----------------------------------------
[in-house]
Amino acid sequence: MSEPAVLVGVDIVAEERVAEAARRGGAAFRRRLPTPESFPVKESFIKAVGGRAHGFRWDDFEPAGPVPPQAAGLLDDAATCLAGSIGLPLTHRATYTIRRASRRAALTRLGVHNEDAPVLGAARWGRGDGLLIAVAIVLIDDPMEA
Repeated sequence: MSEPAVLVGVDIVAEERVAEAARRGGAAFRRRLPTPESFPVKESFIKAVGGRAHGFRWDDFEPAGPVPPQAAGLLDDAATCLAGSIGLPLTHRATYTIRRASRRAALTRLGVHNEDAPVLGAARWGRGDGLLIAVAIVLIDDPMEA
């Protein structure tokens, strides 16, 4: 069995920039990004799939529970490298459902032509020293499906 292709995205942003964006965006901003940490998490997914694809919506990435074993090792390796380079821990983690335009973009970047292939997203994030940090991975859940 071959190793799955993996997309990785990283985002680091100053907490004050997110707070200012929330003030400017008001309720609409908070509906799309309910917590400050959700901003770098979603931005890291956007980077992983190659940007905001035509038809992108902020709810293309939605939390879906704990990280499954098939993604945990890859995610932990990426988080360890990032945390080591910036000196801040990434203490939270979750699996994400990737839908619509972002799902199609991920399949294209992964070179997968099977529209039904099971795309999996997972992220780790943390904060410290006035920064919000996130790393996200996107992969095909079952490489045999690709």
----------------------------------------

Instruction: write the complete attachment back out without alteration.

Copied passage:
[in-house]
Amino acid sequence: MSEPAVLVGVDIVAEERVAEAARRGGAAFRRRLPTPESFPVKESFIKAVGGRAHGFRWDDFEPAGPVPPQAAGLLDDAATCLAGSIGLPLTHRATYTIRRASRRAALTRLGVHNEDAPVLGAARWGRGDGLLIAVAIVLIDDPMEA
Repeated sequence: MSEPAVLVGVDIVAEERVAEAARRGGAAFRRRLPTPESFPVKESFIKAVGGRAHGFRWDDFEPAGPVPPQAAGLLDDAATCLAGSIGLPLTHRATYTIRRASRRAALTRLGVHNEDAPVLGAARWGRGDGLLIAVAIVLIDDPMEA
């Protein structure tokens, strides 16, 4: 069995920039990004799939529970490298459902032509020293499906 292709995205942003964006965006901003940490998490997914694809919506990435074993090792390796380079821990983690335009973009970047292939997203994030940090991975859940 071959190793799955993996997309990785990283985002680091100053907490004050997110707070200012929330003030400017008001309720609409908070509906799309309910917590400050959700901003770098979603931005890291956007980077992983190659940007905001035509038809992108902020709810293309939605939390879906704990990280499954098939993604945990890859995610932990990426988080360890990032945390080591910036000196801040990434203490939270979750699996994400990737839908619509972002799902199609991920399949294209992964070179997968099977529209039904099971795309999996997972992220780790943390904060410290006035920064919000996130790393996200996107992969095909079952490489045999690709």